GENEVA - A new report by the Inter-Parliamentary Union finds that worldwide, members of parliament in Africa and Asia are at greater risk of intimidation, imprisonment, and other abuse than in other regions.
The report says members of parliament are subject to multiple abuses, including death, torture, threats, arbitrary arrest and detention. The Inter-Parliamentary Union says its Committee on the Human Rights of Parliamentarians is investigating the cases of 311 MPs from 41 countries - a 13 percent increase over 2013.
The data reveal 38 percent of the MPs who faced governmental abuse are from Africa, 25 percent from Asia, 18 percent from the Middle East and North Africa, 14 percent from the Americas and five percent from Europe.
IPU human rights program manager Rogier Huizenga said the three worst cases in Africa were Democratic Republic of Congo, Zambia and Eritrea. They represent 21.5 percent of abuse cases on the continent.
“DRC - there are a number of serious cases where due process is a concern, where freedom of expression is a concern. Eritrea is the famous case of the G-11, the members of parliament who wrote a critical letter to the authorities, to the president, Afwerki, 2001, and were taken away in September that year and were never seen again. And, then the case in Zambia where there are concerns about the use of the Public Order Act and the limitations that that brings along for the right to freedom of assembly,” said Huizenga.
In Asia, the IPU cites 78 MPs from 12 countries who are under threat.
It singles out the Maldives as the worst violator. It says many of the 27 MPs who have been arrested there have been subject to torture, ill-treatment and other acts of violence.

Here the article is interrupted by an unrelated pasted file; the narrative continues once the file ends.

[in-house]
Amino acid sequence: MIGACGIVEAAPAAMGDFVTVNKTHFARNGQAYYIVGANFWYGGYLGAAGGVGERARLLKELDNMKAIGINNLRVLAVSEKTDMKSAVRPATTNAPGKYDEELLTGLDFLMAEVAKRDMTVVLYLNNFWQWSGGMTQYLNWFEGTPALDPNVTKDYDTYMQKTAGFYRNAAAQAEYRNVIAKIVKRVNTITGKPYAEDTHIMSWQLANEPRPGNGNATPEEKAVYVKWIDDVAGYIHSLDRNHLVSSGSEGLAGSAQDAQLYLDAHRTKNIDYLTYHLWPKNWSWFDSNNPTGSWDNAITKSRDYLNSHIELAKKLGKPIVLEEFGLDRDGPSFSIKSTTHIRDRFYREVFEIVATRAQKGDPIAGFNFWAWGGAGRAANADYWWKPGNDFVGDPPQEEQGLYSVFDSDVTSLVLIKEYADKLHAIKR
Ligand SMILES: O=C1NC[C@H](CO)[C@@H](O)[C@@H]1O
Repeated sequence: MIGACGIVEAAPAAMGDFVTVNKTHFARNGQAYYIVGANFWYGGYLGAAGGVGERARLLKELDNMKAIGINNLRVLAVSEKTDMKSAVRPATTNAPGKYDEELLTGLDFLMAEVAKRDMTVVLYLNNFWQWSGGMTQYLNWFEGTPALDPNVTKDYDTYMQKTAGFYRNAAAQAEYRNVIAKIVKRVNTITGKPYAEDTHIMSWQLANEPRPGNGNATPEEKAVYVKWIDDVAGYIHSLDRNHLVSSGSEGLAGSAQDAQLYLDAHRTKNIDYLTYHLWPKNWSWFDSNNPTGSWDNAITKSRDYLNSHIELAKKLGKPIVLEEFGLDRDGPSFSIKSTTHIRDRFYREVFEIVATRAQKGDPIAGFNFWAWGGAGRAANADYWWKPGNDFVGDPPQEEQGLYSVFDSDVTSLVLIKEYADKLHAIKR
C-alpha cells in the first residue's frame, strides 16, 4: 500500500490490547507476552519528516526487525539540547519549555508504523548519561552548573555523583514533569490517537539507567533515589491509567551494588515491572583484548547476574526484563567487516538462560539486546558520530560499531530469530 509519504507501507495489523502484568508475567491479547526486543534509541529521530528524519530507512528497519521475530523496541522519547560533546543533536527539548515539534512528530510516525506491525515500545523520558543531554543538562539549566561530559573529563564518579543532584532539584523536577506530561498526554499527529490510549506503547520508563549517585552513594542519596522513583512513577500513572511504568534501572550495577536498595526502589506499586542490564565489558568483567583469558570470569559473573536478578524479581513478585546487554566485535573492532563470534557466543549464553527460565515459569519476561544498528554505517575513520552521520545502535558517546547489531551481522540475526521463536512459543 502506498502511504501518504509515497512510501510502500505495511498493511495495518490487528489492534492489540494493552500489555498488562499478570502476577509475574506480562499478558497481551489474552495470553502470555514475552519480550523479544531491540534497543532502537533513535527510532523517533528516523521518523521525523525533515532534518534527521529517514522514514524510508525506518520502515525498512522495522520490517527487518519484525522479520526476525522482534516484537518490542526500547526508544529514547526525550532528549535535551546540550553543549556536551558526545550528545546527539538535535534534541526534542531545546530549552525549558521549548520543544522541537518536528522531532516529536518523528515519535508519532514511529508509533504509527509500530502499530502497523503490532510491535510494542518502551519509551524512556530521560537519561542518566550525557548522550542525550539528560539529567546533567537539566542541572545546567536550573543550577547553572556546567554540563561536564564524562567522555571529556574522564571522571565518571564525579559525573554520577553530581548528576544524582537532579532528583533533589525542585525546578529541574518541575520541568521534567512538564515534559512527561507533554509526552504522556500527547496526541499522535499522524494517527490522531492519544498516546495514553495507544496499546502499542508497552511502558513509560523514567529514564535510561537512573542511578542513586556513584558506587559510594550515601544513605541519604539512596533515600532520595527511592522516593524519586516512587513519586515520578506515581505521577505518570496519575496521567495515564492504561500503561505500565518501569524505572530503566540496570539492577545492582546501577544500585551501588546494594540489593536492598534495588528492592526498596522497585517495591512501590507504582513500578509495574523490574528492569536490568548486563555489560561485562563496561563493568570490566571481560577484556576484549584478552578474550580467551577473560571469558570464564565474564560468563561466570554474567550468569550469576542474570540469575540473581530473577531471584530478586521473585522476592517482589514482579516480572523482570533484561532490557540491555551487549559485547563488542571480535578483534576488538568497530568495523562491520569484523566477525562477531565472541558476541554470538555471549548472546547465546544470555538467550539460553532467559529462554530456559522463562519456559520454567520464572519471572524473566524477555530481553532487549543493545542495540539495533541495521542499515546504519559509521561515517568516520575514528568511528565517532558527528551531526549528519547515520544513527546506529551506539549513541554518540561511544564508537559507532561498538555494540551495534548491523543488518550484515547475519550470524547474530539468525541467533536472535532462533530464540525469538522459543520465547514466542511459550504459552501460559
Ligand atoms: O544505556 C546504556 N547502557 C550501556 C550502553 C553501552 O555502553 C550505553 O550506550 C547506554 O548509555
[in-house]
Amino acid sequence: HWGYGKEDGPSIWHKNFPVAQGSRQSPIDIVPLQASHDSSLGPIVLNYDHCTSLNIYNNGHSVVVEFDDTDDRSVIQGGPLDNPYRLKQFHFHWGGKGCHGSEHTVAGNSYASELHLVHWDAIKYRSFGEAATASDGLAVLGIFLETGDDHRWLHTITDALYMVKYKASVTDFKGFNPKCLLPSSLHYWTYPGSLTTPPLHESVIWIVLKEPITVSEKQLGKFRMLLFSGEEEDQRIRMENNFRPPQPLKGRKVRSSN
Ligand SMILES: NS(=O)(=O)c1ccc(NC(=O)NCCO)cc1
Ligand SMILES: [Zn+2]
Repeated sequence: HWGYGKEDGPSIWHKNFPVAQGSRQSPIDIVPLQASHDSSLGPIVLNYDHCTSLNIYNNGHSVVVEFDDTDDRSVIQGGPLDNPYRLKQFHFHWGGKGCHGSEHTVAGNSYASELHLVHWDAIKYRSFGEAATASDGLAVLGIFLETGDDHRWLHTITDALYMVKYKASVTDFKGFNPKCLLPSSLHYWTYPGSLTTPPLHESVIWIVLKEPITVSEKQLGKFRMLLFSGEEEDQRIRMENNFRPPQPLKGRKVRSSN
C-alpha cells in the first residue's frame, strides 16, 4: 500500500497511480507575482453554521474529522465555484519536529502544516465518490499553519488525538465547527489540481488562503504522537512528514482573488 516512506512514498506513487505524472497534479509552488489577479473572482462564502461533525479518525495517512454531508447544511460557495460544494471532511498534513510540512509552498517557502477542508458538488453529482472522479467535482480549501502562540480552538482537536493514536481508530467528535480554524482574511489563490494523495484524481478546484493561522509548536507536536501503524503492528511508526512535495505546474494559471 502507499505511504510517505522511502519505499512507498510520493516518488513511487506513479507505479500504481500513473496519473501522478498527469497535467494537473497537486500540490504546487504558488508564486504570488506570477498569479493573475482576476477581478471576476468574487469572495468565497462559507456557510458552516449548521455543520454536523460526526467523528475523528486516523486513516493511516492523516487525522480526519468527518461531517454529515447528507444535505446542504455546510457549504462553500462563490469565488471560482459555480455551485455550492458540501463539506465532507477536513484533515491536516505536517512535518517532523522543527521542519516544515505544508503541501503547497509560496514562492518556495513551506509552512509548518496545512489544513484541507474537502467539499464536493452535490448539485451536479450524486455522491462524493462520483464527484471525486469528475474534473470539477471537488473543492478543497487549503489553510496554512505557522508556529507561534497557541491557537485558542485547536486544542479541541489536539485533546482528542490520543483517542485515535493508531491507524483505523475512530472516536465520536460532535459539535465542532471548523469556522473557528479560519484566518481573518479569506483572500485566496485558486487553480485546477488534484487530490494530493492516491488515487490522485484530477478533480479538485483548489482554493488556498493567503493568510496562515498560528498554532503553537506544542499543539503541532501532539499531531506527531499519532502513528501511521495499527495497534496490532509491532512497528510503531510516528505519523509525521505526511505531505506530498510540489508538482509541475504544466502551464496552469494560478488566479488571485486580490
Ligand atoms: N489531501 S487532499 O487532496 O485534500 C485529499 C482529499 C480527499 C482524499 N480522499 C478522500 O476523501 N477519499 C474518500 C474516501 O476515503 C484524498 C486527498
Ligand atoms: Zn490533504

The Middle East and North Africa have the third highest number of alleged human rights violations with 56 MPs under threat.
IPU data show Colombia and Venezuela account for 85 percent of the 42 lawmakers whose rights are being violated in the Americas.
The IPU rights committee has examined the cases of 16 European MPs in seven countries, including Belarus and Russia.
The IPU says the most frequent violations in Europe in 2014 relate to freedom of assembly and association, lack of fair trial guarantees and arbitrary detention.
Huizenga said most of the cases being investigated by the committee concern opposition party MPs, and the majority were men.
“We know as well that there are other cases. For instance, in Somalia alone several members of parliament have been assassinated this year. It is one of the most dire situations, but it is also a very complicated one. These situations have not been submitted to the committee,” said Huizenga.
The IPU committee can intervene only at the request of the MP concerned, family members, legal representatives, fellow MPs or human rights organizations.